There can be no question that after the storm of feeling, excitement, pity, which had swept her into his arms, he gained upon her vagrant fancy for a time day by day. Seen close, his social simplicity, his delicately tempered youth had the effect of great refinement. He had in him much of the peasant nature, but so modified by fine perception and wide-ranging emotion, that what had been coarseness in his ancestors was in him only a certain rich savour and fulness of being. His mere sympathetic, sensitive instinct had developed in him all the essentials of good manners, and books, poetry, observation had done the rest.

So that in the little matters of daily contact he touched and charmed her unexpectedly. He threw no veil whatever over his tradesman's circumstances, and enjoyed trying to make her understand what had been the conditions and prospects of his Manchester life. He had always, indeed, conceived his bookseller's profession with a certain dignity; and he was secretly proud, with a natural conceit, of the efforts and ability which had brought him so rapidly to the front. How oddly the Manchester names and facts sounded in the forest air! She would sit with her little head on one side listening; but privately he suspected that she understood very little of it; that she accepted him and his resources very much in the vague with the insouciance of Bohemia.

He himself, however, was by no means without plans for the future. In the first flush of his triumphant passion he had won from her the promise of a month alone with him, in or near Fontainebleau—her own suggestion—after which she was to go back in earnest to her painting, and he was to return to Manchester and make arrangements for their future life together. Louie must be provided for, and after that his ideas about himself were already tolerably clear. In one of his free intervals, during his first days in Paris, he had had a long conversation one evening with the owner of an important bookshop on the Quai St.-Michel. The man badly wanted an English clerk with English connections. David made certain of the opening, should he choose to apply for it. And if not there, then somewhere else. With the consciousness of capital, experience, and brains, to justify him, he had no fears. Meanwhile, John should keep on the Manchester shop, and he, David, would go over two or three times a year to stock-take and make up accounts. John was as honest as the day, and had already learnt much.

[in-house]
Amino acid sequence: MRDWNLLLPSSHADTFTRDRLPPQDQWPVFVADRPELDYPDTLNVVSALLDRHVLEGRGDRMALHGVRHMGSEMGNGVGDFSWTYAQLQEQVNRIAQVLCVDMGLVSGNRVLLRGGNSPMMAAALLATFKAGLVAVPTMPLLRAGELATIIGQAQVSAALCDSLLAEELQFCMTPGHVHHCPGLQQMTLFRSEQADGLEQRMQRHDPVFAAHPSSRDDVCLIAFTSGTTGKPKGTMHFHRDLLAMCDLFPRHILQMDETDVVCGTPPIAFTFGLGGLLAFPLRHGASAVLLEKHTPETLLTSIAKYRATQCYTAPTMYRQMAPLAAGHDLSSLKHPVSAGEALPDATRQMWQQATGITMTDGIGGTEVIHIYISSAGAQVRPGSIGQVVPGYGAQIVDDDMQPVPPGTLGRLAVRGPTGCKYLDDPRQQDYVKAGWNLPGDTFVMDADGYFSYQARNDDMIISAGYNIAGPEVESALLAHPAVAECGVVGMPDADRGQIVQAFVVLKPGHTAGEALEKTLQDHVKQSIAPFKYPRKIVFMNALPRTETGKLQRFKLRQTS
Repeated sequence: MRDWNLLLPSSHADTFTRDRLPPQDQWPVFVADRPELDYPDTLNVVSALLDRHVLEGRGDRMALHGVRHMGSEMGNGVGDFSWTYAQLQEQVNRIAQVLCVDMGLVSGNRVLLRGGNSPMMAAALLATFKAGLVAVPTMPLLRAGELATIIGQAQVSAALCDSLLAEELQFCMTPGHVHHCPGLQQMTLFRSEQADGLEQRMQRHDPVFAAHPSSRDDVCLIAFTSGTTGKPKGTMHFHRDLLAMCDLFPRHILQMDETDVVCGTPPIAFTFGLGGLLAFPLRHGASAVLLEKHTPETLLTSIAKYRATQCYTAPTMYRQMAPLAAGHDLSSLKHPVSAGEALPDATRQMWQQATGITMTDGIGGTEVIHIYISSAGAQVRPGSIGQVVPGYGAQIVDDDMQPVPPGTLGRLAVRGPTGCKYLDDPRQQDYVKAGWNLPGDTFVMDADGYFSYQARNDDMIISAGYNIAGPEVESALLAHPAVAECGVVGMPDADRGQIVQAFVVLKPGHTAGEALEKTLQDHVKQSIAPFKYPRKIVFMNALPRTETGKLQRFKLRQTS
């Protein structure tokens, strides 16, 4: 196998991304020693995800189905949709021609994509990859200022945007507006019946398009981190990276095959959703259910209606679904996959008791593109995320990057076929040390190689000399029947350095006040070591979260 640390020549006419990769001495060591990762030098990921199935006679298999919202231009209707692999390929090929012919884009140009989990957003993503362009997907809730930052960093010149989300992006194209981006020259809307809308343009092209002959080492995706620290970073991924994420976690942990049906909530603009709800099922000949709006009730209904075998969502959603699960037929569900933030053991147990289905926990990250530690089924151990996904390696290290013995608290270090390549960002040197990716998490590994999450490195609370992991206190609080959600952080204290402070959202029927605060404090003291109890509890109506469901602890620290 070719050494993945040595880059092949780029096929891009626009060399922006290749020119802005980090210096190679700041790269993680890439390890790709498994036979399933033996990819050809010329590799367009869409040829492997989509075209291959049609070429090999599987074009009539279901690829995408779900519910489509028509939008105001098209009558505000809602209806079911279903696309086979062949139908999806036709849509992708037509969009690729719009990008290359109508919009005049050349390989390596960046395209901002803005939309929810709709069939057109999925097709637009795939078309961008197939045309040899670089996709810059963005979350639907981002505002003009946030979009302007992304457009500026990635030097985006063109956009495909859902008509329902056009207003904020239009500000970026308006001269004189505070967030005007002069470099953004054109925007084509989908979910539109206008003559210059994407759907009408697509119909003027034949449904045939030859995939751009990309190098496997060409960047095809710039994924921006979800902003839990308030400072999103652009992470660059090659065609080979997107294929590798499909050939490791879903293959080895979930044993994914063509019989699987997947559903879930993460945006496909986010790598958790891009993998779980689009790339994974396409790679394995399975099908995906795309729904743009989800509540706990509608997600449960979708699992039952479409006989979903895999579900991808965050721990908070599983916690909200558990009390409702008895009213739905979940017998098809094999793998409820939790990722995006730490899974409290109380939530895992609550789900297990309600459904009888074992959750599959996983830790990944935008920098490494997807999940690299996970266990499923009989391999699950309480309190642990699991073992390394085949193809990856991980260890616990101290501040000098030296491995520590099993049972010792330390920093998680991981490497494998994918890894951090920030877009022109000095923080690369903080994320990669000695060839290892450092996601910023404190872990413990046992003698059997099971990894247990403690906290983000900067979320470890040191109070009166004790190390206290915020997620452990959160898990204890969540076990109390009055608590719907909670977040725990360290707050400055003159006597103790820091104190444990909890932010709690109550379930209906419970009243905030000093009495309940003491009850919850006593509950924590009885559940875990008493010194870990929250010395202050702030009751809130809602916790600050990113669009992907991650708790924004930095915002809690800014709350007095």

But although his old self had so far reasserted itself; although the contriving activity of the brain was all still there, ready to be brought to bear on this new life when it was wanted; Elise could never mistake him, or the true character of this crisis of his youth. The self-surrender of passion had transformed, developed him to an amazing extent, and it found its natural language. As she grew deeper and deeper into the boy's heart, and as the cloud of diffidence which had enwrapped him since he came to Paris gave way, so that even in this brilliant France he ventured at last to express his feelings and ideas, the poet and thinker in him grew before her eyes. She felt a new consideration, a new intellectual respect for him.

But above all his tenderness, his womanish consideration and sweetness amazed her. She had been hotly wooed now and then, but with no one, not even 'the cousin,' had she ever been on terms of real intimacy. And for the rest she had lived a rough-and-tumble, independent life, defending herself first of all against the big boys of the farm, then against her father, or her comrades in the atelier, or her Bohemian suitors. The ingenuity of service David showed in shielding and waiting upon her bewildered her—had, for a time, a profound effect upon her.